Agile Scrum Team Members — As user stories are written and refined they will reference entities and attributes that need to be delivered. Maintaining these in a shared data dictionary would mean consistent delivery of the data component across different epics or features.
What’s Ahead in this Series
Entities — The next three articles focus on Entities. The first will discuss generic business entities. These have business names and definitions common within the IT systems that support functions common to all organizations, such as accounting or human resources. For example, the entities General Ledger Account and Journal Entry within accounting, and Staff Member and Position within human resources.
The following two articles focus on line of business-specific entities. The line(s) of business an organization is in influence the entity names applicable to its products, customers, sale-related business events, and locations. For example, an airline sells a Ticket to a Passenger on a specific Flight. A public library acquires a Book Copy allowing a registered Patron to Borrow it from a Branch.
The first of these two articles discusses five generic line-of-business functions — Marketing, Product Development, Sales, Customer Care, and Product Decommissioning. These are seen to represent a product lifecycle common to all organizations. The following article focuses on each of the four primary business entity concepts a given line of business deals with — products, customers, sales, and locations.
Attributes — an attribute’s properties vary based on its intended purpose within its entity. Articles will be dedicated to discussing each the following purposes:
- Being the entity’s Primary Business Identifier — E.g. Customer Number, Employee Number, Account Number.
- Naming — E.g. codes, abbreviations, people, products, buildings.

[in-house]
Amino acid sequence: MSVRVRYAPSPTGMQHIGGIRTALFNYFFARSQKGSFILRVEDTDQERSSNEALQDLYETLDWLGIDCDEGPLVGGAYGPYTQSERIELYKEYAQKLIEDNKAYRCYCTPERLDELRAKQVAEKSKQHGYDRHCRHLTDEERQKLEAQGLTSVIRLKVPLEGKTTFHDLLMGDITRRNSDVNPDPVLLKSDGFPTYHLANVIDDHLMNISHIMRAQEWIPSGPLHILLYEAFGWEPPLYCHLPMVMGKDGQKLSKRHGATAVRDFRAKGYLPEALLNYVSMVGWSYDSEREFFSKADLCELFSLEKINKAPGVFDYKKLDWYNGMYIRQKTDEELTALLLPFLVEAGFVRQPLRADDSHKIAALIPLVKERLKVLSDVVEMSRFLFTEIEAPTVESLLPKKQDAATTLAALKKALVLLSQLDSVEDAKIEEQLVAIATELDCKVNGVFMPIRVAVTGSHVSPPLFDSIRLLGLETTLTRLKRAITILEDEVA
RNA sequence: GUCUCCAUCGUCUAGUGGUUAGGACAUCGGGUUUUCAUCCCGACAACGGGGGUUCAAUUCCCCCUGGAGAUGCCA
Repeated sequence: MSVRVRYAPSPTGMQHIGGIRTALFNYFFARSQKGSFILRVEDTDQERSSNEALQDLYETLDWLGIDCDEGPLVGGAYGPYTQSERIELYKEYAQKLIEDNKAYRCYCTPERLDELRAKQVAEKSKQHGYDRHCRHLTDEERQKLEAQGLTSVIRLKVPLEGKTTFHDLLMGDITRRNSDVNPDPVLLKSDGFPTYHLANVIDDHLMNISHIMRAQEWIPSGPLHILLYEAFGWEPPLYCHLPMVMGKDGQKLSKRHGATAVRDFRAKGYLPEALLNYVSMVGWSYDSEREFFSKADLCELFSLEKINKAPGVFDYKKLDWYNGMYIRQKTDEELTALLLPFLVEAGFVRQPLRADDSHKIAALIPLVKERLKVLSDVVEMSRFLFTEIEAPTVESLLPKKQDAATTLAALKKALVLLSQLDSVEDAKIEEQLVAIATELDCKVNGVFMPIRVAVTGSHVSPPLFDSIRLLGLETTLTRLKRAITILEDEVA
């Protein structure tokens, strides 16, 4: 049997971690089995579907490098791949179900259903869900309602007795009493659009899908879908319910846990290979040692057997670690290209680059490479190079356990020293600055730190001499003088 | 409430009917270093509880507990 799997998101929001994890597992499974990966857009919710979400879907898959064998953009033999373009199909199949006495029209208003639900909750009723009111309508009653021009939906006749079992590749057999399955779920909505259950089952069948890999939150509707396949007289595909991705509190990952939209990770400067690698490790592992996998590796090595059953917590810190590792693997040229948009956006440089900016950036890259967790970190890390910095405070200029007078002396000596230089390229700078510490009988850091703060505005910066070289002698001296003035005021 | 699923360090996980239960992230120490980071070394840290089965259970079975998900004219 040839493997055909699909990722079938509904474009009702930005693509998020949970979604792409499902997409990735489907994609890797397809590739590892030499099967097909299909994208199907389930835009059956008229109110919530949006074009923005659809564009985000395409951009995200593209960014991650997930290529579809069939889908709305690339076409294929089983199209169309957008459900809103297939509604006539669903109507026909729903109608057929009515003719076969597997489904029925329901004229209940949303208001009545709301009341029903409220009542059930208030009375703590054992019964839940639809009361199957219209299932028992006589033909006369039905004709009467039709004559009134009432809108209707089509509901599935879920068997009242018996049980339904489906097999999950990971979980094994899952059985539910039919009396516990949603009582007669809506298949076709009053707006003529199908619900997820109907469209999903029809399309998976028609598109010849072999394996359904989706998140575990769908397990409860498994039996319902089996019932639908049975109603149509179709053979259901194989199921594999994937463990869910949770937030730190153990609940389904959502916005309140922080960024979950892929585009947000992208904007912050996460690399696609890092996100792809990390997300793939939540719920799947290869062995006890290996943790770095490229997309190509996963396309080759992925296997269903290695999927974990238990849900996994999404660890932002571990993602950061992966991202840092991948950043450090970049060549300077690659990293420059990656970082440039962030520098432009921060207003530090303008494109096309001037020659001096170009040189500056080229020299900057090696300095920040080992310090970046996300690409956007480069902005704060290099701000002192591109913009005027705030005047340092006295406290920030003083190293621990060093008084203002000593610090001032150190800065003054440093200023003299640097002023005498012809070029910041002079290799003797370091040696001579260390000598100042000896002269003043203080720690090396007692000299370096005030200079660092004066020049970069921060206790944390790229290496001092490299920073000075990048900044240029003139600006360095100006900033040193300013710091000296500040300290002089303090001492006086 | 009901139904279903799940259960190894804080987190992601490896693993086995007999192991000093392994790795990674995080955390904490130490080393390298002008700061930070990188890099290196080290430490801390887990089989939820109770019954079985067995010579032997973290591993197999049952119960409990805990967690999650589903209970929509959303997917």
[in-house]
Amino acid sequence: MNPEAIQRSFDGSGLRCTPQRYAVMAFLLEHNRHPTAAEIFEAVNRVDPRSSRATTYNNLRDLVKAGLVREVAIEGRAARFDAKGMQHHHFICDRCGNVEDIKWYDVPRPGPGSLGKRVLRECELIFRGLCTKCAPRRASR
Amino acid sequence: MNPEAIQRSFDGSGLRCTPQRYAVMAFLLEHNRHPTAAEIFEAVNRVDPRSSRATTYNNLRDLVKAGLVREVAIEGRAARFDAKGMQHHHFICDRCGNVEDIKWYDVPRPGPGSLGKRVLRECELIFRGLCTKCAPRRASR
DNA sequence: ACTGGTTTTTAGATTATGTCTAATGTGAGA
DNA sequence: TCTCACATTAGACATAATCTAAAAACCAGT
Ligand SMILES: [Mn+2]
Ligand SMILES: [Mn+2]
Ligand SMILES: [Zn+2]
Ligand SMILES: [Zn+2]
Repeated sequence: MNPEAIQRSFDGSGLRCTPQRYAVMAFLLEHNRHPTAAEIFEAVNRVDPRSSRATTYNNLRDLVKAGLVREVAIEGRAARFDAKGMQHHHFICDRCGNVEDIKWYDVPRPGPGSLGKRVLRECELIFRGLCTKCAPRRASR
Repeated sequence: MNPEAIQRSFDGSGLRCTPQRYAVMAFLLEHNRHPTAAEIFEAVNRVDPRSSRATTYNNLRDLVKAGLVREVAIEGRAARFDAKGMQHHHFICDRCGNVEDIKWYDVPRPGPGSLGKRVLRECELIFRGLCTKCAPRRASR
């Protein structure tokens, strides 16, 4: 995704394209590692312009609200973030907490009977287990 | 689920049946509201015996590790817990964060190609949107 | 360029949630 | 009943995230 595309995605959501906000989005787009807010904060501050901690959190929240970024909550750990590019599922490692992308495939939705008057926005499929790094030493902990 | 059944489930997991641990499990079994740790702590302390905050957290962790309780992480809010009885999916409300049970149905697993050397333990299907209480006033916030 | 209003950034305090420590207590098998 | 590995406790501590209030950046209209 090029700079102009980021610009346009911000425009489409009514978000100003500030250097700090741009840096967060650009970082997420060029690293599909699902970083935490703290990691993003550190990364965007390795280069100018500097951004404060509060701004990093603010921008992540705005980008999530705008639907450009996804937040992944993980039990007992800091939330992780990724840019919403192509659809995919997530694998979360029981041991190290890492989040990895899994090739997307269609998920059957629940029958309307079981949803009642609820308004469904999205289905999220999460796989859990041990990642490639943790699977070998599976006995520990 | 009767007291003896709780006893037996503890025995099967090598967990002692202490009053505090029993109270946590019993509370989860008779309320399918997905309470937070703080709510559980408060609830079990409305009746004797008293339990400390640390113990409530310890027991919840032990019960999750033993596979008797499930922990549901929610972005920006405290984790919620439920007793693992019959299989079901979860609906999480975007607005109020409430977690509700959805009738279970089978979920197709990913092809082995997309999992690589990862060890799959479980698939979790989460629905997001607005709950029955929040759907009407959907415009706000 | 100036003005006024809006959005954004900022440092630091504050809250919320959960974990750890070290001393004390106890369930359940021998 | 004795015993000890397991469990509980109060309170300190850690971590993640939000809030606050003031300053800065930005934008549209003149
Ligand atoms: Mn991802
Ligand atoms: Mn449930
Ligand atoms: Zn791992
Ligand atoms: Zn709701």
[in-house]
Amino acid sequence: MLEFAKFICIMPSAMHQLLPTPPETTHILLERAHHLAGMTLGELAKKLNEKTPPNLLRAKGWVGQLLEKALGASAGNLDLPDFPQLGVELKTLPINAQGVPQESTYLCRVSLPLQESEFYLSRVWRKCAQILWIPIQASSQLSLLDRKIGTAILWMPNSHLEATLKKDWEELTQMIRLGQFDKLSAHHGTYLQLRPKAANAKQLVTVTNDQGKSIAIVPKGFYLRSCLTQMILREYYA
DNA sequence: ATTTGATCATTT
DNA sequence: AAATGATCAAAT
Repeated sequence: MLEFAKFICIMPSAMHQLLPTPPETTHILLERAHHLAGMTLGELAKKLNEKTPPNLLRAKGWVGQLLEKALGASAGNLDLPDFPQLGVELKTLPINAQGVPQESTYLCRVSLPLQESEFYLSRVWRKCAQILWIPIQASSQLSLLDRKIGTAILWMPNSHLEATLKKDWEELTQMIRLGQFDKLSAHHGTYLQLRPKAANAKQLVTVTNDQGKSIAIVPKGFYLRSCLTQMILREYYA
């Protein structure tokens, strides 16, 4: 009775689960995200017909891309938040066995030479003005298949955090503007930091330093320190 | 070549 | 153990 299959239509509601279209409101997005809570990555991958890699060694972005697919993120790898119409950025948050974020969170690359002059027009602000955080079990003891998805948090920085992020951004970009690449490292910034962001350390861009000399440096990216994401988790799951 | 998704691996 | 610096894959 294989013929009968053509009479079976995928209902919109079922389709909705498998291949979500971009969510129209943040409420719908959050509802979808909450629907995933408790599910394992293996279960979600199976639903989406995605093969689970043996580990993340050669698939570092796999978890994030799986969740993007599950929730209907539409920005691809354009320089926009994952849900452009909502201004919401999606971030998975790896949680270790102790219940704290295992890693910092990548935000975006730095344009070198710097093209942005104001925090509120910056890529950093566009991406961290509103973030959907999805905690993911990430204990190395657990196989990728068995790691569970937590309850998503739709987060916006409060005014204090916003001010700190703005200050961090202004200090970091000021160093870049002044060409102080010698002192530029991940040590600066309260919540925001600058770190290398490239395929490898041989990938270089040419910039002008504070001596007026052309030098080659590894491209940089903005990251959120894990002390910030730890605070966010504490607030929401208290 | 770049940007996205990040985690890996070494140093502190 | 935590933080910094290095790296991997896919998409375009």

- Quantifying — E.g. Currency amounts, product dimensions.
- Point-In-Time Happening — E.g. Date of Birth, Purchase Date/Time.
- Describing — E.g. in sentences, photographically, graphically.
- Classifying — selecting from a pre-defined list. E.g. Customer Type, Skill, Gender.
- Identifying an external entity instance — E.g. customer’s driver’s licence or credit card details.
Attribute History — Two kinds of attribute history will be discussed — business-meaningful history and audit history. Business-meaningful history means that users need visibility of changes to an attribute’s value over time, as part of normal business processes. E.g. Account Status, Discount Rate. Audit history is only needed in exception cases, where an attribute’s value is not correct, and the business wants to know the source of the incorrect value and what the previous value was.
Relationships — The three classic relationship types — one to many, many to many, and one to one — will be discussed. The use of screen mock-ups as a mechanism for defining these will be compared to how they are normally defined using entity/relationship diagrams.
Derivable Data — Different levels of complexity of data derivation will be discussed, including simple totalling, point-in-time summations (such as year to date figures), and complex rule-based derivations (such as discount amounts based on historical purchases).
Additional Topics — As this series evolves there may be additional topics that prove worthy of presenting. One that I know is lurking in the background is mandatory data (attributes or relationships). Stay tuned.
Coming in Part 2 — Generic Business Entities